ADUK does not claim to represent all assistance dog charities or owners. Not all assistance dogs In the UK will have been trained by an ADUK member.

Guide Dogs

The primary objective of Guide Dogs UK is to provide mobility and independence to people with visual impairments. The organization does this by training and providing guide dogs to people who need them. Guide dogs are trained to lead their owners safely and confidently through different environments, including busy streets, public transport, and other public spaces.

Hearing Dogs for Deaf People 

Hearing Dogs for Deaf People is a charity which trains and provides hearing dogs to people with hearing loss. The organization works closely with owners to find the right dog for them, as well as providing ongoing training and care. Hearing Dogs are trained to alert their owners to important sounds, like doorbells, alarm clocks, telephones and even smoke alarms. The charity also provides emotional support, enabling their owners to regain independence, confidence and emotional wellbeing. 

Service Dog Training School International

Service Dog Training School International (SDTSI) is an organization that provides a variety of training programs tailored to the specific needs of its clients. The organization's comprehensive training programs and positive reinforcement techniques help to create strong bonds between service dogs and their handlers, ensuring that they can work together effectively to improve the lives of people with disabilities.

Legal Protections for Assistance Dogs 

I. Equality Act 2010

The Equality Act 2010 provides legal protection for assistance dogs and their owners. The Act makes it unlawful to discriminate against a disabled person because they have an assistance dog that is trained to do certain tasks. 

II. Disabled Persons Act 1989

The Disabled Persons Act 1989 also provides protection for disabled people and their service dogs in the UK. The Act states that public transport providers must make reasonable adjustments to allow an assistance dog to accompany its owner, as long as it is under control. Furthermore, this legislation prohibits individuals from denying access or services to those with disabilities and their assistance dogs unless there is a risk of contamination or harm to other passengers. It also requires service providers and business owners to make reasonable adjustments in order to accommodate people with disabilities and their dogs, such as providing additional space for them on public transport or offering alternative services. Ultimately, this law provides greater access to services for disabled people and their assistance dogs, whilst still enabling service providers to protect the safety of other passengers or customers.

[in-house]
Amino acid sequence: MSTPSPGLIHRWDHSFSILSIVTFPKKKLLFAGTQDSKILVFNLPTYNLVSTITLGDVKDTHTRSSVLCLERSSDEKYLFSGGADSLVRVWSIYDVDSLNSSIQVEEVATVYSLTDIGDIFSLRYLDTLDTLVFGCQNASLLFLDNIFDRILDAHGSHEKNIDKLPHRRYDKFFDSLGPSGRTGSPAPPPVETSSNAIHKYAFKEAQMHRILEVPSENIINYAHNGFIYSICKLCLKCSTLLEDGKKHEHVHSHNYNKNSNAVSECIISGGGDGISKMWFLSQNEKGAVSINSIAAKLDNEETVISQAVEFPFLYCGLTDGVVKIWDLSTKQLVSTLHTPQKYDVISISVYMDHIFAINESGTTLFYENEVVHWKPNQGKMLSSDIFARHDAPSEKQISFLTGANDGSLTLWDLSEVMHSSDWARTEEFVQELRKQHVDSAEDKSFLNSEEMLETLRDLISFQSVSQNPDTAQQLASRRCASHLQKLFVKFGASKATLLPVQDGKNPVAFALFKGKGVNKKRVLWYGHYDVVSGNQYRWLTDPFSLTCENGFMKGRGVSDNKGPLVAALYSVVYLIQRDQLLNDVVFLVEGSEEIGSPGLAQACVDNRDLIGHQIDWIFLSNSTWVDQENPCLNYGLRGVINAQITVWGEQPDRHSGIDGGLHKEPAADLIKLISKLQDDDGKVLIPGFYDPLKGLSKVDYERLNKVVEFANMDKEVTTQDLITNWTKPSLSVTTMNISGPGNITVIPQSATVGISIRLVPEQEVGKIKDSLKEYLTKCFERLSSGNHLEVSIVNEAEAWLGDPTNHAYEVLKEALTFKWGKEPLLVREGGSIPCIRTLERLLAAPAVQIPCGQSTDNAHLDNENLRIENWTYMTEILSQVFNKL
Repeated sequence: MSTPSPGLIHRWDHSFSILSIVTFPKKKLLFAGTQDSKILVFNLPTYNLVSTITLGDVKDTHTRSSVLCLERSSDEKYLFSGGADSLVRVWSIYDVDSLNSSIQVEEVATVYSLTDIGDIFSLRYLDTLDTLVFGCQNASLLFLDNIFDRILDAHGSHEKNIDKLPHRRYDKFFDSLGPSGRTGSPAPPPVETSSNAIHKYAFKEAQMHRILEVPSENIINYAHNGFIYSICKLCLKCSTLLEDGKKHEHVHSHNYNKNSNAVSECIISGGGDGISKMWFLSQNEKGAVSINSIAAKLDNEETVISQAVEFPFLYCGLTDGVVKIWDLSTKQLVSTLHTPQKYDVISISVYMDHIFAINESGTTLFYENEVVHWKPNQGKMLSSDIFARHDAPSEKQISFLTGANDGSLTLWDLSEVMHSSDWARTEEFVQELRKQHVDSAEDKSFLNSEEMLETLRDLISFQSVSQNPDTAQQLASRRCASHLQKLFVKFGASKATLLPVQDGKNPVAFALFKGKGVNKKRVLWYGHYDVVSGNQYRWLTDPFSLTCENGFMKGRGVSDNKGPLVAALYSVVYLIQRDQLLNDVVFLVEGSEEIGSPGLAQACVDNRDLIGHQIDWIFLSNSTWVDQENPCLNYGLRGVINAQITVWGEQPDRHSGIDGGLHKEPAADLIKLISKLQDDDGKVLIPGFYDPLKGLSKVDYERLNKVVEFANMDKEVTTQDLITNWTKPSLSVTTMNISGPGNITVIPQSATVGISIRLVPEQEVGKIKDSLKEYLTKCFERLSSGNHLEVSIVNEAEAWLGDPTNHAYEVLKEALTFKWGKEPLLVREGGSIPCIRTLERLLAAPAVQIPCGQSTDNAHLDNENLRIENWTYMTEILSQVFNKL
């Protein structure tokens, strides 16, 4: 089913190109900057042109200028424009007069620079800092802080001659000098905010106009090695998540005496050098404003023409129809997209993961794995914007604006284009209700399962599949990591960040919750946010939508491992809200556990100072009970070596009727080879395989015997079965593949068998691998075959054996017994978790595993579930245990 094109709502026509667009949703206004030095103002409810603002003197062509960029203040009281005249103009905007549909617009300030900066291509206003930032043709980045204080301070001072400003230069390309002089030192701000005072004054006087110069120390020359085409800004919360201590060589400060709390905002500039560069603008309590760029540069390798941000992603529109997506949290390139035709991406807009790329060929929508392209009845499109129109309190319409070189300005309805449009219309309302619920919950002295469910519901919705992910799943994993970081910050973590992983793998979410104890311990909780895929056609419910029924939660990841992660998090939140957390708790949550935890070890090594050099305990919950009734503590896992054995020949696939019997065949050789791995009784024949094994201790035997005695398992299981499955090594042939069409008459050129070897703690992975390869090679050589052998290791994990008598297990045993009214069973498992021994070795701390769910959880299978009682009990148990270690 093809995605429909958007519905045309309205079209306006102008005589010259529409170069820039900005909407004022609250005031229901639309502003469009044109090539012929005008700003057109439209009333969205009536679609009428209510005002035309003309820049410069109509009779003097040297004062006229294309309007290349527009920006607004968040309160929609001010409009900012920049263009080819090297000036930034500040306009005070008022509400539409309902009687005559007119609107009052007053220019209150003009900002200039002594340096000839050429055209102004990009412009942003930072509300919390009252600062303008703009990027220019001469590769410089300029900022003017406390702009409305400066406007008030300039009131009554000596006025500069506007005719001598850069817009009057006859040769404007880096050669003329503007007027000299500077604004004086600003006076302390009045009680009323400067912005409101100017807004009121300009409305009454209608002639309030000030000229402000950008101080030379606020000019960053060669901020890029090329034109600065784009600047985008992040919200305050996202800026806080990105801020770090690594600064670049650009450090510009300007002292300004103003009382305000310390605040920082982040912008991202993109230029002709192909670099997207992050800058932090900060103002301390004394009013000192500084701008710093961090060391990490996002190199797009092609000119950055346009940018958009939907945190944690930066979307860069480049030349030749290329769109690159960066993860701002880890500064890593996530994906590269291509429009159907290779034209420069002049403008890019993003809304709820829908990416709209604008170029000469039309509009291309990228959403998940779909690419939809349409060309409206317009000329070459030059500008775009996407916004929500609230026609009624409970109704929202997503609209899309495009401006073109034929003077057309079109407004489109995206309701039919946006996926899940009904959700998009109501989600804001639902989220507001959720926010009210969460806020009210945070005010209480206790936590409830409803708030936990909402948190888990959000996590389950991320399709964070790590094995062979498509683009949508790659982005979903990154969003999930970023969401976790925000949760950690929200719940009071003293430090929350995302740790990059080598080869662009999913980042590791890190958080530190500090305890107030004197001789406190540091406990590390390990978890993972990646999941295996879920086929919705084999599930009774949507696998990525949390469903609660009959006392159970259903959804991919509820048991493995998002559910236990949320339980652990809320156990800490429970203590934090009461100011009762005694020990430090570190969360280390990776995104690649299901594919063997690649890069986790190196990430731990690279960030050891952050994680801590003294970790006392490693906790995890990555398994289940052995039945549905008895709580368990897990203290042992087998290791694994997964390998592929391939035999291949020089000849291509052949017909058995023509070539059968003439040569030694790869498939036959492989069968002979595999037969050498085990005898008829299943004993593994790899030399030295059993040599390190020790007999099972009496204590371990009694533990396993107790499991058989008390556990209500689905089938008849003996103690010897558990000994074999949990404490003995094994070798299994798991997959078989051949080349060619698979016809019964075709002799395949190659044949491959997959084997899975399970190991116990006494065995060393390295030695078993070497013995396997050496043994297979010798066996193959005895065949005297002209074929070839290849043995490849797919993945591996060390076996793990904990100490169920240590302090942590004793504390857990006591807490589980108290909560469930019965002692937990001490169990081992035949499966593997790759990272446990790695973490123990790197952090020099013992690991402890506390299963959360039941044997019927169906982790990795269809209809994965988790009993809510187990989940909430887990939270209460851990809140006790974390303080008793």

This law is a major step forward in protecting the rights and welfare of disabled people and their assistance dogs. It helps ensure that disabled people are not discriminated against because they require an assistance dog and it allows them greater access to public transport, services and premises which may have previously been off

III. Criminal Damage Act 1971

The Criminal Damage Act 1971 makes it an offence to cause malicious damage or destruction of property, including assistance dogs. This law is an important tool for deterring people from causing harm to assistance dogs and other animals, as well as protecting the owners from prosecution if their dog suffers any damage caused by another person.

This act also helps ensure that the owners of assistance dogs are not discriminated against because of their disability, and that their rights are upheld. Furthermore, it ensures that any damage or destruction of an animal is taken seriously by law enforcement, as it can be seen as a serious offence punishable by fines and/or imprisonment.


In conclusion, assistance dogs play a crucial role in supporting people with disabilities in the UK. To ensure that these dogs are well-trained and able to perform their tasks effectively, there are various qualifications and training requirements that must be met.

Training for assistance dogs involves rigorous and extensive programs that cover obedience, task training, and public access training. These programs are tailored to the specific needs of the dogs and their handlers and are based on positive reinforcement techniques.

In addition to training, there are also various qualifications and certifications that must be obtained by assistance dog trainers and organizations. These qualifications and certifications ensure that trainers have the necessary skills and knowledge to train assistance dogs effectively, and that the dogs are well-behaved and able to work safely in public spaces.